A visual novel with a plot spanning centuries, The House in Fata Morgana: Dreams of the Revenants Edition is a game that requires focus. If you like twisting, suspenseful stories that share a setting and themes of love, betrayal and murder, it’ll be worth the multiple day long commitment.
This is not a game that requires much interaction from the player. It leans heavily into the novel aspect of the visual novel genre. There are minor choices to make, but mostly you are carried through the story with little input.
This is not necessarily to the detriment of the game. It’s fairly common for the genre and is even written cleverly into the plot. The story is pieced together, presented to you as memories by the House. You don’t participate, but observe as a spirit. This gives a fair reason for the lack of interaction, but it’s worth noting so you don’t go in expecting to make a huge impact on the narrative.
You awaken in the House with no recollection of who you are, but a helpful Maid by your side to guide you, chapter by chapter, through the recovery of your past. The first four chapters are made up of memories of the House from different time periods starring mysteriously recurring characters. These help trigger your memory, but your recollections throw much of what you’ve learned into confusion.
For a further ten chapters, you explore more of the history of the House and the time your spirit spent there in various incarnations throughout the centuries. You untangle how the House’s curse has ensnared you, your lover and the Maid guiding you through time.
The House in Fata Morgana: Dreams of the Revenants Edition also features prequel and sequel chapters to the main story. These offer further detail about the origin of the curse that plagues the characters and the lives their spirits moved onto in the present day.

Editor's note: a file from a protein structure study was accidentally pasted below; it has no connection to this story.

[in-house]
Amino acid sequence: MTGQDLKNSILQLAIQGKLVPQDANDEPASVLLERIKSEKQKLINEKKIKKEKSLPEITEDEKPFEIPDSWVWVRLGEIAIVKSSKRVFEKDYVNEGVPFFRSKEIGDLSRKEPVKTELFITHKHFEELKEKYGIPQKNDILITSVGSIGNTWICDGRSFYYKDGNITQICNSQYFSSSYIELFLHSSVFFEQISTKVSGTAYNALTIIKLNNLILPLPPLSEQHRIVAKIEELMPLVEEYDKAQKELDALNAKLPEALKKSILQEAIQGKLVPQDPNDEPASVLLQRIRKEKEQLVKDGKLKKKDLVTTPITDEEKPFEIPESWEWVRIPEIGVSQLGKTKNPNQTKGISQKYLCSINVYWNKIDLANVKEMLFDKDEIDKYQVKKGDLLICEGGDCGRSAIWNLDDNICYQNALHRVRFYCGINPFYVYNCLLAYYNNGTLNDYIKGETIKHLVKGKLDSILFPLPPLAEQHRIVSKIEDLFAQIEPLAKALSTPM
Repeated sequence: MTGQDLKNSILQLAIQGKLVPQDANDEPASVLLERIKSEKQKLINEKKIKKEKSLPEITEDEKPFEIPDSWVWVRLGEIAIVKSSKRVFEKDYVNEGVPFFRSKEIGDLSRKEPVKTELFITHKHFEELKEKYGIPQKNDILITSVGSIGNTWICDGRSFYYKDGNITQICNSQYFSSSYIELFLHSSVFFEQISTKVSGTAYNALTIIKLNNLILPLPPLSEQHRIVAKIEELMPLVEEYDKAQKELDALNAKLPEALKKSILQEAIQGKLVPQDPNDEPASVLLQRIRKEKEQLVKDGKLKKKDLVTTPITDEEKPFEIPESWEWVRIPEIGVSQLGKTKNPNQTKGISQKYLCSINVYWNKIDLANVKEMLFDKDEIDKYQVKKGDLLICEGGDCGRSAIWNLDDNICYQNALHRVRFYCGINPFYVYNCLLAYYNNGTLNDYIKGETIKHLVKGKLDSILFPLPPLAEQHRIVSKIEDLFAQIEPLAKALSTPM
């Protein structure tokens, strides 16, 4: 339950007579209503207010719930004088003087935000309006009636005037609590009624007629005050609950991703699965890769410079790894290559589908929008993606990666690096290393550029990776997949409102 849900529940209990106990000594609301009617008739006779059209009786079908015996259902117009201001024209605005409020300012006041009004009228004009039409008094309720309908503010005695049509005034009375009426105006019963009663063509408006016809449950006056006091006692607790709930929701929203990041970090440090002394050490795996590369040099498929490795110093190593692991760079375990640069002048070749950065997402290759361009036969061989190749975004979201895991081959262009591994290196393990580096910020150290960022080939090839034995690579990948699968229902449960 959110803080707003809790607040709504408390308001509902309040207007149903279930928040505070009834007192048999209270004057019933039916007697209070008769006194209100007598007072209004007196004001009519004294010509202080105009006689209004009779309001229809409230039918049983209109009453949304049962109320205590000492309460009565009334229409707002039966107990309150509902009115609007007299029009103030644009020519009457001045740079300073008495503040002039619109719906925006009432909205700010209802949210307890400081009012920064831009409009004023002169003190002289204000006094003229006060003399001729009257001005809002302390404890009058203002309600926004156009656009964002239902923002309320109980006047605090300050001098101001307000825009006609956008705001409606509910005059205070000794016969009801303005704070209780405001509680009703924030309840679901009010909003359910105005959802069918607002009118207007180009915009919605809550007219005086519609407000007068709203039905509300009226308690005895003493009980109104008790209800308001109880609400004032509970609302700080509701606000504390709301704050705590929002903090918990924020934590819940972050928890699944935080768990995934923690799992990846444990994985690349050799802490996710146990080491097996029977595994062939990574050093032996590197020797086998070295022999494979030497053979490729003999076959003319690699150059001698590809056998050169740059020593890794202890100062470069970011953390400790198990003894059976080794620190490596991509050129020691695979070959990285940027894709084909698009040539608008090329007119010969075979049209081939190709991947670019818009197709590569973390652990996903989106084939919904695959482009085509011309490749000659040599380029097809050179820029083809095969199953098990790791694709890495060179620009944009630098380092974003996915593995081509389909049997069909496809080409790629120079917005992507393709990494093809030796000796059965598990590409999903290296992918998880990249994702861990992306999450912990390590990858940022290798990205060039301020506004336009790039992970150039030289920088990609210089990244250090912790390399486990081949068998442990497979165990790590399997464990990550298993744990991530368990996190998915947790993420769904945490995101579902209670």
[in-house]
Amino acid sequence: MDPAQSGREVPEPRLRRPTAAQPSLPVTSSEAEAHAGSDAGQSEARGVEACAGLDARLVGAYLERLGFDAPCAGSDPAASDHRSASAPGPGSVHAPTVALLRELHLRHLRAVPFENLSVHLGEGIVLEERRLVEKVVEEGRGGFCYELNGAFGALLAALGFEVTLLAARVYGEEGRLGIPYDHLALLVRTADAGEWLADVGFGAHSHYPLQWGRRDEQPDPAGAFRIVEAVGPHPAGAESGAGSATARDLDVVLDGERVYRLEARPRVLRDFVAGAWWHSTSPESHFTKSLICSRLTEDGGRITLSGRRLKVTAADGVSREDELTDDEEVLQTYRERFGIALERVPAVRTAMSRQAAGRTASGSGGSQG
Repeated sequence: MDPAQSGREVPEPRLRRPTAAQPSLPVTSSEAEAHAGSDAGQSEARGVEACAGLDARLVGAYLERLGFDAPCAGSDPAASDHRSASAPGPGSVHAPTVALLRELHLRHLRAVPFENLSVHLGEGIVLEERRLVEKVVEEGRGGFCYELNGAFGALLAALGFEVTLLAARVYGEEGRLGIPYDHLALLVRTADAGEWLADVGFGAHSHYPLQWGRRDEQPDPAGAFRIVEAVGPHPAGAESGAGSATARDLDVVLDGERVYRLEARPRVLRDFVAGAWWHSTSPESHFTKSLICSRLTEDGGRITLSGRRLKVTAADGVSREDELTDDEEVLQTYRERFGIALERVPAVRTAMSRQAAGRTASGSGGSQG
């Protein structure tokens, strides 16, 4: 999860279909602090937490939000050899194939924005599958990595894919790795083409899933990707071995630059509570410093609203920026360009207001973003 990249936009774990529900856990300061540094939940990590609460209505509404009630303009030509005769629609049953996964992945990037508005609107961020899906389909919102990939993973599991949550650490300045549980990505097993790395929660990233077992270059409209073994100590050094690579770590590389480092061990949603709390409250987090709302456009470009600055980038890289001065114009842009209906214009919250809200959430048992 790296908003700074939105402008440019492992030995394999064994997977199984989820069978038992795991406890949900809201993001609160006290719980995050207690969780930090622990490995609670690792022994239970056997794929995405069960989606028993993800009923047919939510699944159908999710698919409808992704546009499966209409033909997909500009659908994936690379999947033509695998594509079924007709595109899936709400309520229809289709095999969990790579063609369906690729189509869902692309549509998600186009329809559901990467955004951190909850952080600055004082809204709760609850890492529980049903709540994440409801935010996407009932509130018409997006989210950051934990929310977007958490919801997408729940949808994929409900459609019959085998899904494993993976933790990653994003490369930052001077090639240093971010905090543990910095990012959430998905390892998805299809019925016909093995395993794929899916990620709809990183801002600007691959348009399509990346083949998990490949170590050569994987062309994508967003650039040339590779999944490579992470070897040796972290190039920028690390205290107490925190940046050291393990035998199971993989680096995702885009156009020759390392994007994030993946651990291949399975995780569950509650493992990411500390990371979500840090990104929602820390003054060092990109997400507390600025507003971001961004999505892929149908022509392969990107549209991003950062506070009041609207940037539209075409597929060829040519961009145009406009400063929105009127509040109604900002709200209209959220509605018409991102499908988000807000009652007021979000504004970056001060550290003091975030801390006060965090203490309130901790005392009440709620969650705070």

It’s a long, dramatic story that encapsulates love and loss and murder and curses. At times it is moving and sweet, but more often it is tragic.
The game as a whole is wonderfully constructed. The art style is gorgeous, with incredibly detailed and beautifully designed backdrops that see the House as it is in various historical styles. The soundtrack is rich and matches the visuals perfectly. The writing fits equally well with the flowery aesthetic. You can that see how each stylistic choice fits comfortably with every other, making for a fantastically executed game.
The chapters that make up the anthology tell very different stories. I wouldn’t say they fluctuate in quality as much as that the contrasting styles between chapters make for an inconsistent experience. This gives the game a fair amount of variety over the days of content, but it may mean you spend four hours reading a story that bores you just to get to one you enjoy. Personally, I preferred the darker stories about madness and magic to those about noble children looking for suitable families to marry into.
Overall though, I can see why The House in Fata Morgana: Dreams of the Revenants Edition was so well received by visual novel enthusiasts. Clearly a lot of intelligence and creativity has gone into crafting the game and it will absolutely pay off for fans of the genre.
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